Typing in the phrase “suicide methods” results in the chart seen here. Steady as she goes in 2007 and early 2008 and then a spike up beginning in October, 2008 that only subsides back down to “normal” in March, 2009.
In other words, from the time of the Lehman Brothers collapse and the beginning of the financial collapse, until the absolute bottom of the market when the S&P 500 reached as low as 666 (a number that nobody would believe if it were fiction, but that was the low). From the moment the market began to recover (and it has soared over 50% since March, 2009) interest in the phrase “suicide methods” sharply diminished.
Interesting to note that the popularity of the phrase is only correlated with the stock market decline and NOT the housing market decline which began at the end of 2006.
Nor is it correlated with the sharp spike in unemployment that has occurred since late 2008. While unemployment continued to reach new highs, the interest in “suicide methods” declined exactly with the rise in the stock market beginning March 2009. While people’s net worth is often tied closely to the value of their houses, it turns out their self worth more closely approximates the size of their stock market portfolios. When that falters, their world view is shaken.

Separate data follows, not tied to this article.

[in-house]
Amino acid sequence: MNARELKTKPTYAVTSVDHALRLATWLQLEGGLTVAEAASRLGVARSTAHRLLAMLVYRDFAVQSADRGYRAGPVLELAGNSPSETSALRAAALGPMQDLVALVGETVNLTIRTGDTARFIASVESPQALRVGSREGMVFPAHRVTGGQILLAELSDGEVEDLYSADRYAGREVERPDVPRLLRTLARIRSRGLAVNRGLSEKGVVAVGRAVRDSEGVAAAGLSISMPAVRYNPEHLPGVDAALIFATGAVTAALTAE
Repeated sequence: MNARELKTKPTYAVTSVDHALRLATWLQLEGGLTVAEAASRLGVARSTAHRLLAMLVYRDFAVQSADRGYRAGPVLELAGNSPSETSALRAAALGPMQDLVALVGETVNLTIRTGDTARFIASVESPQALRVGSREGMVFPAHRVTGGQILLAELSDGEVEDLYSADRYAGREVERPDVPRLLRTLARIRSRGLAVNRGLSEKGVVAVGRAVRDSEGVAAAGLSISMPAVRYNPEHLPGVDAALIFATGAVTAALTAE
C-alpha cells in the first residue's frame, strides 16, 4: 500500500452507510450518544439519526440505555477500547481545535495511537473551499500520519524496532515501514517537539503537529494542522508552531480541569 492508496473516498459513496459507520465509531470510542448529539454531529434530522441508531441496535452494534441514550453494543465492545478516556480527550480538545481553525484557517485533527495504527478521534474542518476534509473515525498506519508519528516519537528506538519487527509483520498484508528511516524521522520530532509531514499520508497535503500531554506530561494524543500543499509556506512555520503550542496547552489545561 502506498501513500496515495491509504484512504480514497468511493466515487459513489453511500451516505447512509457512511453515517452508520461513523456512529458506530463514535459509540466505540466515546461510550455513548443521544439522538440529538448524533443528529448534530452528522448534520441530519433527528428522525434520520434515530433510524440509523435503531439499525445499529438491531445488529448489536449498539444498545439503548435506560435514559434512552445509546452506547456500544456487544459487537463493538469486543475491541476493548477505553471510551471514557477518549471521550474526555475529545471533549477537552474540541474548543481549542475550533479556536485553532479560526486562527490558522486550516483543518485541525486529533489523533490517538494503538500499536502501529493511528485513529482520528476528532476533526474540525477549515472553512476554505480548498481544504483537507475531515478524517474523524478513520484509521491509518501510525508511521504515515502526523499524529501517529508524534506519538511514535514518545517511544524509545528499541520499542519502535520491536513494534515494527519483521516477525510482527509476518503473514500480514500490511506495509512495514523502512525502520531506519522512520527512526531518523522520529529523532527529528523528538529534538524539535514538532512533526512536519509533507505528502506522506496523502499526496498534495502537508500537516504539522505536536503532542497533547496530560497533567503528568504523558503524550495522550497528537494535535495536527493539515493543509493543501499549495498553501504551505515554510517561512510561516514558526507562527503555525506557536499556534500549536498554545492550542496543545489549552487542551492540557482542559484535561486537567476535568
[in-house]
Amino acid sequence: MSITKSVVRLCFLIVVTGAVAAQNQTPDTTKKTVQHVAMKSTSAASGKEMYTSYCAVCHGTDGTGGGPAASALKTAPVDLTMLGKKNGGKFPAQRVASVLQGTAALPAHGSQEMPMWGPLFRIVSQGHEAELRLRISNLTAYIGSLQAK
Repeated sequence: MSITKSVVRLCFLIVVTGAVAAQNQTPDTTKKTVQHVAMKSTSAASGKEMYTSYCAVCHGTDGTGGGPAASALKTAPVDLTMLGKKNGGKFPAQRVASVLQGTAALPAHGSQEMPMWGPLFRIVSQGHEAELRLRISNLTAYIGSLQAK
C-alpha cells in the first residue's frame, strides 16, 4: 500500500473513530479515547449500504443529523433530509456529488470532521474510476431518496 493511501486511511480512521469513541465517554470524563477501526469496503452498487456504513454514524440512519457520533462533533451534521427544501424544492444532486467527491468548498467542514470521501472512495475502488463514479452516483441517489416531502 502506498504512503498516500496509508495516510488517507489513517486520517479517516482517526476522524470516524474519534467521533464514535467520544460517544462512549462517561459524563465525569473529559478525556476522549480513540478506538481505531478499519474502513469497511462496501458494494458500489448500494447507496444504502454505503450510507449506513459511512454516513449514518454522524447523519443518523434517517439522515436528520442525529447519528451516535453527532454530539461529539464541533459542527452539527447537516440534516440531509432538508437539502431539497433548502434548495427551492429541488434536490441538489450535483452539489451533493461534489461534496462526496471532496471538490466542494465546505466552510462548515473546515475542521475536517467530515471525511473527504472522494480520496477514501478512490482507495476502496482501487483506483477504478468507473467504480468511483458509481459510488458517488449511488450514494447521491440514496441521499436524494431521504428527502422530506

So where were the bodies flying out of windows on Wall Street?
It turns out that the phrase “suicide methods” was most popular not on Wall Street but Main Street. The states where the phrase was most popular were Wisconsin, Iowa, Nevada, New Hampshire.
Many pundits suggest that in a collapse like we experienced in October, 2008, the government should let the chips fall where they may. Let the S&P 500 fall as low as possible to clean things up. Let it fall to 400 or 300 or even lower, despite the fact that it may have been government policies that caused the mess in the first place.
But the bailouts, in plugging the holes in the financial system and allowing the stock market to stabilize and recover, (even if the “Plunge Protection Team” had to man their battle stations to temporarily prop things up) had a direct effect on human toll that was being felt on Main Street.
Read more from Altucher on his blogThe Altucher Confidential